Greenland: the surface of the ice sheet is melting faster than predicted
11/19/07

It is becoming difficult to deny global warming. The increase in the surface melting of Greenland's ice sheet over the past 28 years certainly confirms it. Xavier Fettweis, from ULg’s Climatology and Topoclimatology Laboratory, has been studying Greenland for the past six years. He has shown that the ice there is melting much faster than previously estimated: the surface melting of the ice sheet has increased by 45 % since 1979. What’s more, the average summer temperature in Greenland increased 2.4°C between 1979 and 2006, and 2007 already promises to be a record year.

Groenland

Since 1979, the SSM/I and SSMR satellites have been scrutinising the surface of the earth with lenses that are sensitive to microwave radiation. In particular, some of these observations are used to estimate the extent of the surface melting of the ice sheet in Greenland. The signal emitted in the microwave wavelengths by a snow-capped surface differs according to whether meltwater is present in the snow cover or not, making the satellite sensitive to melt areas. By using this data as such, no major increase in the extent of melting was previously observed, leading American researchers to believe that the surface melting of Greenland’s ice sheet had remained stable over the past few years.

But things aren’t quite that simple. Xavier Fettweis revealed discrepancies between the satellite measurements he was analysing and the predictions of his digital model of the climate when it was raining on the ice sheet, as early as 1979: “On some days, the satellite observes melting in a given place, then the next day nothing, and the following day, melting again. Such a discontinuity in time is impossible because the satellite observes the melting over a depth of one metre.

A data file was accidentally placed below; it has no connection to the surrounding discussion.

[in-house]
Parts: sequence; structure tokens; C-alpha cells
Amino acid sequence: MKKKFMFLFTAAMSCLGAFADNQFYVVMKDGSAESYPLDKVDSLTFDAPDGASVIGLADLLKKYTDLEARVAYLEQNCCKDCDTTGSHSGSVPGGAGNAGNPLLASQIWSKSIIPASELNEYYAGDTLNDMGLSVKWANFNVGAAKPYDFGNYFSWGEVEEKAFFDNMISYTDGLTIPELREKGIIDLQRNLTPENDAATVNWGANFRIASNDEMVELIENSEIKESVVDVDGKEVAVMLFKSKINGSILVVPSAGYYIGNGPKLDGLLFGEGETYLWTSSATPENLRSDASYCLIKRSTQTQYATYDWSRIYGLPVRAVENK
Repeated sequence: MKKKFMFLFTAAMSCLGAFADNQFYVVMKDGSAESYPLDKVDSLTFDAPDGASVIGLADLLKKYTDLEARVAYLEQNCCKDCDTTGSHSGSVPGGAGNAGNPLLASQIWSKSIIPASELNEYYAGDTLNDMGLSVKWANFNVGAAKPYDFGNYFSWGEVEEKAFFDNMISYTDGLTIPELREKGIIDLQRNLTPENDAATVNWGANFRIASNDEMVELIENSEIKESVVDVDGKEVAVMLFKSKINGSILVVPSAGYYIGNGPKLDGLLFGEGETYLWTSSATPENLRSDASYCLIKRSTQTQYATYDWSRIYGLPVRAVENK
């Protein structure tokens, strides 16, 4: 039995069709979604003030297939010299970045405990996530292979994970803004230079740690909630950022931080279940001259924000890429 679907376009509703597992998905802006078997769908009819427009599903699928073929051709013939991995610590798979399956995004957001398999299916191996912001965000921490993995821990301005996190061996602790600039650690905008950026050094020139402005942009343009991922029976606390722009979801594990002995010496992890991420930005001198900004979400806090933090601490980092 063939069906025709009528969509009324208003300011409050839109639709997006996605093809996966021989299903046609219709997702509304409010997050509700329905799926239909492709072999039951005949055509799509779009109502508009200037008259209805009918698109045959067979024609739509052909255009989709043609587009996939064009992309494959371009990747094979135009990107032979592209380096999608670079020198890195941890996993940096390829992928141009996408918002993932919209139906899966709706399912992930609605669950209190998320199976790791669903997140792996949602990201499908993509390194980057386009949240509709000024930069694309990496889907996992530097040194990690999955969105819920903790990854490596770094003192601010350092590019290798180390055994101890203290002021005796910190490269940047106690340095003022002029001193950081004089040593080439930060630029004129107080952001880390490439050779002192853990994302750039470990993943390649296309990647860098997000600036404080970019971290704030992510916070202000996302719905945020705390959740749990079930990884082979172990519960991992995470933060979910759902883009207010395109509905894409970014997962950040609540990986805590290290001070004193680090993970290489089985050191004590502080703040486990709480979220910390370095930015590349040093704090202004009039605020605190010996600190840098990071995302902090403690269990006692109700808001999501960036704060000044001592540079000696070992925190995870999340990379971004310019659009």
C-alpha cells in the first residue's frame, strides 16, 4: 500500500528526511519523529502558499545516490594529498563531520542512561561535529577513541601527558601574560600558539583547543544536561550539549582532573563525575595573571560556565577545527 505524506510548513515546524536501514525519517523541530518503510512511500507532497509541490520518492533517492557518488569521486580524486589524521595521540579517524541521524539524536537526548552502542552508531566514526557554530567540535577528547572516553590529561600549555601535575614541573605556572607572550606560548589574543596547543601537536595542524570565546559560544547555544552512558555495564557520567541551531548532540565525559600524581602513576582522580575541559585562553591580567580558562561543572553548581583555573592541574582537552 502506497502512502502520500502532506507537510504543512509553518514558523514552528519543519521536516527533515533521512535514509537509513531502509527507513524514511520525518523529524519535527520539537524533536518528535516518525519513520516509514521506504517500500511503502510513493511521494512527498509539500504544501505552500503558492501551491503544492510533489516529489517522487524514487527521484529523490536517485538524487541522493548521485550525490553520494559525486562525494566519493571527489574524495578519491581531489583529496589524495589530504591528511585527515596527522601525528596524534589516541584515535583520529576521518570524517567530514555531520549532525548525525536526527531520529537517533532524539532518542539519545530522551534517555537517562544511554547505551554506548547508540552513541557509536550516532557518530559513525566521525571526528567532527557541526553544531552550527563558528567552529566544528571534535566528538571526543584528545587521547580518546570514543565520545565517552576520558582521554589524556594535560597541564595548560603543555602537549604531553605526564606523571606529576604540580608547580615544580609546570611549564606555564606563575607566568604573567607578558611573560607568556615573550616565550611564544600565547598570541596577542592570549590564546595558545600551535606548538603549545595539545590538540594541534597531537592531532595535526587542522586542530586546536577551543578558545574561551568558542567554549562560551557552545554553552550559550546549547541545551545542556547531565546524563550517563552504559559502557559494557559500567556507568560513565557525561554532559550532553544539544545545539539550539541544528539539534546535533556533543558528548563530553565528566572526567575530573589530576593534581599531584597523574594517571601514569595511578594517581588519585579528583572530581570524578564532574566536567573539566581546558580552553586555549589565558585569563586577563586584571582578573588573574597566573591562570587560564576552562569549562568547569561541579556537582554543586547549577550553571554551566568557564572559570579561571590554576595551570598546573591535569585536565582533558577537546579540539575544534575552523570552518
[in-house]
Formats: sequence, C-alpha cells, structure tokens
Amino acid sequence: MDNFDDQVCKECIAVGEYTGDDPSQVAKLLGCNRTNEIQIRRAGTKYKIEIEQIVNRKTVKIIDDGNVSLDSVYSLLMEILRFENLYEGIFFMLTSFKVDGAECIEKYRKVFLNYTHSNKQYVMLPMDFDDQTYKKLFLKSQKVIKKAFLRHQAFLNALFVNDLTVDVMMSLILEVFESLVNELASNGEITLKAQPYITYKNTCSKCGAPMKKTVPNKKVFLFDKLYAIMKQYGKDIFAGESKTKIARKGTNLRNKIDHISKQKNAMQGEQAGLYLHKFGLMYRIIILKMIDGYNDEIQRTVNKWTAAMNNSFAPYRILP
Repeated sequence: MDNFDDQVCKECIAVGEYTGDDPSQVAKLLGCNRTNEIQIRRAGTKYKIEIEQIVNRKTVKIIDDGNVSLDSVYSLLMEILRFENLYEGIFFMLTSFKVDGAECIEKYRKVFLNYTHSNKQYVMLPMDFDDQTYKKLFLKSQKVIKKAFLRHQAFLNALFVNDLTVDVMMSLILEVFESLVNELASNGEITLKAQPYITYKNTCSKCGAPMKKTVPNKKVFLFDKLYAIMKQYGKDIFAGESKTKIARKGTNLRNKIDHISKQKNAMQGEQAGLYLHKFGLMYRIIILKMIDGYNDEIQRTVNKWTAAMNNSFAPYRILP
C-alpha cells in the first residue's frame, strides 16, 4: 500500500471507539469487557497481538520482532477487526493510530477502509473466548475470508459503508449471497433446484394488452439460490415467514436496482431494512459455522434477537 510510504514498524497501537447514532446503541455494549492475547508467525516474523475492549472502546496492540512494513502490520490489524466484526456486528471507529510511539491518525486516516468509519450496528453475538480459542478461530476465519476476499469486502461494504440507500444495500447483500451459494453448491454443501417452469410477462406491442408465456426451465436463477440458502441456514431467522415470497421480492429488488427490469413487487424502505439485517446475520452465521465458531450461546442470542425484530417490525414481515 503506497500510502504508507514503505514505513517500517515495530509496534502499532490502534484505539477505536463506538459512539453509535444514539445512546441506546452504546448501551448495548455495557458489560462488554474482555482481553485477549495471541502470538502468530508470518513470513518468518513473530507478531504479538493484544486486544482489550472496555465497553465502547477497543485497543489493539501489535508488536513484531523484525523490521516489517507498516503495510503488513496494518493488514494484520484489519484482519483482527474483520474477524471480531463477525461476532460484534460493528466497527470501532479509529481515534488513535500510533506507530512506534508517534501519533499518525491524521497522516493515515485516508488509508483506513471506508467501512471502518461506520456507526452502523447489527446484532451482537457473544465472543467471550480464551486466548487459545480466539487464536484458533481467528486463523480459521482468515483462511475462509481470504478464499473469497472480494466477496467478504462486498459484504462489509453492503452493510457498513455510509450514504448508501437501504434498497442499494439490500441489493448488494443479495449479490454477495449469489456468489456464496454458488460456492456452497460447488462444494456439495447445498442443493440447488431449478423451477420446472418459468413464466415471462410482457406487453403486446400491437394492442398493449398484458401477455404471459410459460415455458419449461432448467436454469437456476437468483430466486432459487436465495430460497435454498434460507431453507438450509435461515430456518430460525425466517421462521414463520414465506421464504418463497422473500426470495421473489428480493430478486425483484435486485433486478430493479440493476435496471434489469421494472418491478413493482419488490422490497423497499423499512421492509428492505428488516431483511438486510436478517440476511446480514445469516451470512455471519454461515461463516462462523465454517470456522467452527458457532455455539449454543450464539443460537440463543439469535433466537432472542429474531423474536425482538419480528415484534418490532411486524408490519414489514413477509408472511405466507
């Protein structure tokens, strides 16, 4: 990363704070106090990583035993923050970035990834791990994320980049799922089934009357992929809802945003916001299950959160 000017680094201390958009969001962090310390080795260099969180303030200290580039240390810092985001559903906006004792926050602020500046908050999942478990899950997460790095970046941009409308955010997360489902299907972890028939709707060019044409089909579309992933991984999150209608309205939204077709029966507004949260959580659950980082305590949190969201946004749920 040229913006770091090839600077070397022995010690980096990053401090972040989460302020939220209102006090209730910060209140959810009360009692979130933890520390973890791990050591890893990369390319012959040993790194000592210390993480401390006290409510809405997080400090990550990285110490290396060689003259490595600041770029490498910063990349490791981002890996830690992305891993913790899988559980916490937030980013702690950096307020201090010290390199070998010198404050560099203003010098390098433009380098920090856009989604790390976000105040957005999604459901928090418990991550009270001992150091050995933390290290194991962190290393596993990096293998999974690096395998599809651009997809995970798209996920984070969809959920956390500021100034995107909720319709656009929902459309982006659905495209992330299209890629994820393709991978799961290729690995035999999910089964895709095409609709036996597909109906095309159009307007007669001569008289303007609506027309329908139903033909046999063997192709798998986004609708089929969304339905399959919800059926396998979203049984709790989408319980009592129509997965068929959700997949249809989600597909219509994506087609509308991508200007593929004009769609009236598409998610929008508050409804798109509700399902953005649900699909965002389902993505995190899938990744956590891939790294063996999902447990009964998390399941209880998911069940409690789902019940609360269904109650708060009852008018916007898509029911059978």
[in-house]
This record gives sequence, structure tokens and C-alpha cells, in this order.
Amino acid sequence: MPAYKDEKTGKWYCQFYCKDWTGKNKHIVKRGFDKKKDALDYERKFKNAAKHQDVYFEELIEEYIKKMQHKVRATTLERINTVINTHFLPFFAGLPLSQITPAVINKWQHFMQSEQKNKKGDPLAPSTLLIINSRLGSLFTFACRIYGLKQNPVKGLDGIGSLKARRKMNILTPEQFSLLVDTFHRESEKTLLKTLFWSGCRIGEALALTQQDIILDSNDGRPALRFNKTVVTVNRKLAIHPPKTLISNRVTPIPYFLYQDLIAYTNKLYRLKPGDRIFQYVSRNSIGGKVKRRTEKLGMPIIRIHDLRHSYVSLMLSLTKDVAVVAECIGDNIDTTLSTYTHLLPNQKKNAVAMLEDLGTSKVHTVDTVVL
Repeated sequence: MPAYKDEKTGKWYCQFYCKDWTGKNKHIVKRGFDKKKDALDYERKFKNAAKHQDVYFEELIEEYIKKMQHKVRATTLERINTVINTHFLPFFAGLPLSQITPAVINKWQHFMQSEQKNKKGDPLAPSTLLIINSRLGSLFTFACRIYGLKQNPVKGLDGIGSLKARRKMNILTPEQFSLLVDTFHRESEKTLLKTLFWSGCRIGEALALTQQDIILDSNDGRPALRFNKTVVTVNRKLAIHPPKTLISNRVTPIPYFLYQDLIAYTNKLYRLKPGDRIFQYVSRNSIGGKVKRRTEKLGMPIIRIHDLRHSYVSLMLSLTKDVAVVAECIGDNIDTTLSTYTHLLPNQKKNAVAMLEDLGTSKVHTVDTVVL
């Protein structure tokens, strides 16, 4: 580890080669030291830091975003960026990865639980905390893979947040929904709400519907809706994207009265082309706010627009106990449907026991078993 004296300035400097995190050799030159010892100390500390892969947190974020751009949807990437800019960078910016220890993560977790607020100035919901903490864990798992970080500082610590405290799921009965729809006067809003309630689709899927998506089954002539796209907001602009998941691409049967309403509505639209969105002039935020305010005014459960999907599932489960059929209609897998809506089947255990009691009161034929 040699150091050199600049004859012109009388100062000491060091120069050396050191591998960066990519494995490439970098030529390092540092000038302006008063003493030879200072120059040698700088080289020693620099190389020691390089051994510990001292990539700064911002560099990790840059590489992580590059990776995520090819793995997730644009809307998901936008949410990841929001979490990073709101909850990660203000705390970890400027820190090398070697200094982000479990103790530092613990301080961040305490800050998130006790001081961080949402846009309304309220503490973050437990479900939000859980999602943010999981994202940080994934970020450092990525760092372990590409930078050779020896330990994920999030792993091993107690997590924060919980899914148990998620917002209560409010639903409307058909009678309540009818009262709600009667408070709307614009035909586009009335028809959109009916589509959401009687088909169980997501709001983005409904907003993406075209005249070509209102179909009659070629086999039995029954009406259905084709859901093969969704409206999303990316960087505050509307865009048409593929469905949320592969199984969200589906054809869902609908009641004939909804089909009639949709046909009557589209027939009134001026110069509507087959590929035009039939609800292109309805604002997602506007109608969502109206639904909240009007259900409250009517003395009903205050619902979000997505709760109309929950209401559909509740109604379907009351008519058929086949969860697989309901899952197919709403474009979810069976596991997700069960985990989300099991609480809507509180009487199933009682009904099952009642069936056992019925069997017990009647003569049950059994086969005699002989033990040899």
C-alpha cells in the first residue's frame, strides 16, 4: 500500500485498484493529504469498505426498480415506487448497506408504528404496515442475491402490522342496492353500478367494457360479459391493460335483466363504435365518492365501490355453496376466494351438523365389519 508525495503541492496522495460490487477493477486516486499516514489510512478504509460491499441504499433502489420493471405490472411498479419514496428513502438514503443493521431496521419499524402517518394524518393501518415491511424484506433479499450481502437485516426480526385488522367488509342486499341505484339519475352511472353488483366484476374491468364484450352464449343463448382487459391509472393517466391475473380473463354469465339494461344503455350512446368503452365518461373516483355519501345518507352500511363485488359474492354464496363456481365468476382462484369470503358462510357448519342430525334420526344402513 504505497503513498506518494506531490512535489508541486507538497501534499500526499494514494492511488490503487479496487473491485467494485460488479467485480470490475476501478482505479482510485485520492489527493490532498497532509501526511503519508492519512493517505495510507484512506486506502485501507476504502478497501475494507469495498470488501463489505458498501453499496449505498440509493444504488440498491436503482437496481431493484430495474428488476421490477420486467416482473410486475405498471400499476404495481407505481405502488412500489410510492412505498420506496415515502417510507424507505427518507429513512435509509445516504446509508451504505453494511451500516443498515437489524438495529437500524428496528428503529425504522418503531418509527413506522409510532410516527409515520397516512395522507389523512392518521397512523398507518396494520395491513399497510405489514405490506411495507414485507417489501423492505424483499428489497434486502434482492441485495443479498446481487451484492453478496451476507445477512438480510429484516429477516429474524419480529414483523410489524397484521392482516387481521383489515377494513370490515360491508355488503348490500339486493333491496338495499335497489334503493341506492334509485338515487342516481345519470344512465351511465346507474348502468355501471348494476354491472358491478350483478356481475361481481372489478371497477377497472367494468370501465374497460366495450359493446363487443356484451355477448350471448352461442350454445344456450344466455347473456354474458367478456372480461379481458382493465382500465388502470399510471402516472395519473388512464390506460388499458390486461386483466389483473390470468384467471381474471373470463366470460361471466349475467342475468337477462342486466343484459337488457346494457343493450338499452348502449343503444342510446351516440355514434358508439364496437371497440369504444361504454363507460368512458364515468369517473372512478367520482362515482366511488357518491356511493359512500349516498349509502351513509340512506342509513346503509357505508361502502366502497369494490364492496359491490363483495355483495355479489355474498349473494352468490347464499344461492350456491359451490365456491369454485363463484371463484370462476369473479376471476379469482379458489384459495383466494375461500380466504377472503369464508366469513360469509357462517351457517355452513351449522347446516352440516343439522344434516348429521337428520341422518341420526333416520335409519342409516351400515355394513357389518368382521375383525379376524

There are also spatial discontinuities. I showed that these discontinuities appeared there where my digital simulations predicted rain on the ice sheet, in other words, the satellite assimilates a day of rain with a day of no melting (because the rain clouds change the direction of the melting signal emitted by the surface)...whereas the rain actually accelerates melting. To correct this change of direction, I therefore imposed continuity in time and space to the satellite data, which allowed me to reveal this trend of an increase in melting." Just recently, observations at a frequency not biased by the presence of rain clouds confirmed Xavier Fettweis’ intuition and, in particular, the accuracy of his corrections.

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